Experts claimed the couple’s jet-set lifestyle and move to Canada could leave the police unable to cope as they undertake trips to various countries in order to establish their own brand away from the British Monarchy.
Royal author Phil Dampier told MailOnline: ‘The cost of security was always going to be a major problem for Harry and Meghan and it doesn’t surprise me that the bill seems to be going up and up.
‘The travelling they do around North America is going to put an immense strain on resources as both they and their son Archie need to be protected 24/7 and Scotland Yard detectives will tend to work shifts of two weeks on two weeks off.
‘If you add the costs of them having to travel to and from the UK for leave it could spiral out of control and become absolutely ridiculous. So in the long term I don’t think it is sustainable.’
Harry Meghan and their son Archie have been in different locations over the last few months and officers are believed to be drafting new plans to double their protection team.
They have previously been criticised for their carbon-heavy jet-set lifestyle despite frequently flaunting their eco credentials.
In a statement last week Prince Harry and Meghan said they ‘will continue to require effective security to protect them and their son.’
They sparked fury by insisting the taxpayer should cough up ‘based on the Duke’s public profile by virtue of being born a royal, his military service, the Duchess’s independent profile.’
Harry and Meghan’s new website has a question and answer section for visitors, and in response to the posed question ‘Does their future financial autonomy extend to covering the costs of security?’, the site attempts to give an explanation.
It states: ‘The provision of armed security by the Metropolitan Police is mandated by the Home Office, a ministerial department of Her Majesty’s Government, responsible for security and law & order.’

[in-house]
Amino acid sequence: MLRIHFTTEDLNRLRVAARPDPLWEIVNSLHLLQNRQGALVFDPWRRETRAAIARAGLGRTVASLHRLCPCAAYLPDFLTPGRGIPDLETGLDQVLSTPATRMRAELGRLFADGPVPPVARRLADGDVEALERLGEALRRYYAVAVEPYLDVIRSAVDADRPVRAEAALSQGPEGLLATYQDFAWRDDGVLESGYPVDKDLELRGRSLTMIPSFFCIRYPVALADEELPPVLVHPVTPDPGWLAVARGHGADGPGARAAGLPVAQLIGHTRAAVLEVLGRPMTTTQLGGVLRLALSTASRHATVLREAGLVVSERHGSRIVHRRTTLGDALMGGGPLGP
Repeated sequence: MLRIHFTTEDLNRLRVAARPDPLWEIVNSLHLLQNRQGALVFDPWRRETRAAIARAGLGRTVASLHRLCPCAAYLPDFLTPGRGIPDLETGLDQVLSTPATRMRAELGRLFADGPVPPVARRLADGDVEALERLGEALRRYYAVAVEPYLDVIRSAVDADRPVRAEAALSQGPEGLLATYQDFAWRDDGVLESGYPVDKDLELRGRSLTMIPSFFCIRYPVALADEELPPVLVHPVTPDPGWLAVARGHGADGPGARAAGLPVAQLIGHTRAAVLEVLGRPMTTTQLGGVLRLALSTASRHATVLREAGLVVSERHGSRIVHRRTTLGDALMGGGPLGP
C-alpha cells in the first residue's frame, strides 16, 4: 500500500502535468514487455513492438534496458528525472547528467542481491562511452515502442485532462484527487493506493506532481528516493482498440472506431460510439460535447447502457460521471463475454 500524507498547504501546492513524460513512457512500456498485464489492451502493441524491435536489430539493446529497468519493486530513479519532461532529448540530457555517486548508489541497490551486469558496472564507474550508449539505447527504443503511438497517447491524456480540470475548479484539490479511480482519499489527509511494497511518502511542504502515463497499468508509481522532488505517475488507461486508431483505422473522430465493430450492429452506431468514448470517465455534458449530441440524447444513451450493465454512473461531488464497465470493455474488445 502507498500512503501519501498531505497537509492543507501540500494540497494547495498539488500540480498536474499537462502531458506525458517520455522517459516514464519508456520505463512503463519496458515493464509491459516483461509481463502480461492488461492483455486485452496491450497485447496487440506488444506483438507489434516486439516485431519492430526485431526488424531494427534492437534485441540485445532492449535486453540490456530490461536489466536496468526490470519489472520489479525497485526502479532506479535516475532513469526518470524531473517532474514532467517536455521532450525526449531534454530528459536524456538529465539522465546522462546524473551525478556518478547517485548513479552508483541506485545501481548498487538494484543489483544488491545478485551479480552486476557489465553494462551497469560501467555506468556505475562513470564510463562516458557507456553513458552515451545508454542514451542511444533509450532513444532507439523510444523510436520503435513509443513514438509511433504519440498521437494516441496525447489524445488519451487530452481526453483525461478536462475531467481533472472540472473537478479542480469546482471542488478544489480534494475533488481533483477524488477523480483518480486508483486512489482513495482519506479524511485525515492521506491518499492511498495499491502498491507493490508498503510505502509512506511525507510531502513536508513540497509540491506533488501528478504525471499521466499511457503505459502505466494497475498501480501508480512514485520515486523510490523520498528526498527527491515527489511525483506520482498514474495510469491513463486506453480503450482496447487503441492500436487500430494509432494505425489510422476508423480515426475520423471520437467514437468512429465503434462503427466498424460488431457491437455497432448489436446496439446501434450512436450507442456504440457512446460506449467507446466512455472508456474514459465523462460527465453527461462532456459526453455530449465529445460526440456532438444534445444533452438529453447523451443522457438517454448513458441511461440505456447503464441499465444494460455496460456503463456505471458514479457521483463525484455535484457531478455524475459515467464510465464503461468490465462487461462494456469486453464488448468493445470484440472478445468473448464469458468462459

In an update to the website published last week, the portal adds: ‘It is agreed that the Duke and Duchess of Sussex will continue to require effective security to protect them and their son.
‘This is based on the Duke’s public profile by virtue of being born into the royal family, his military service, the duchess’ own independent profile, and the shared threat and risk level documented specifically over the last few years.
‘No further details can be shared as this is classified information for safety reasons.’
Mr Baker, a former Liberal Democrat MP, said: ‘For the Met to have to provide full security abroad will significantly impact on their ability to look after London and Londoners.
‘Do we want the Met’s budget devoted to tackling terrorism, knife crime, assaults and burglary in the capital, or do we want them flying around the US and Canada, accompanying Harry and Meghan as they enrich themselves through their commercial activities?’
The duke and duchess plunged the royal family into a period of crisis when they announced in January they wanted to step back as senior royals and become financially independent – a move dubbed Megxit by the press.
A summit of senior royals was later convened by the Queen at Sandringham to discuss the issue, with Harry sitting down for talks with his grandmother, father the Prince of Wales and brother the Duke of Cambridge.
It was later announced they would give up royal duties, split their time between Canada and the UK, with the majority spent in North America, no longer be known as HRH, and their lives as working royals would end on March 31.
The couple also infuriated people earlier this week after the Queen banned them from using their Sussex Royal branding.
SOURCE: Daily Mail, Terri-Ann Williams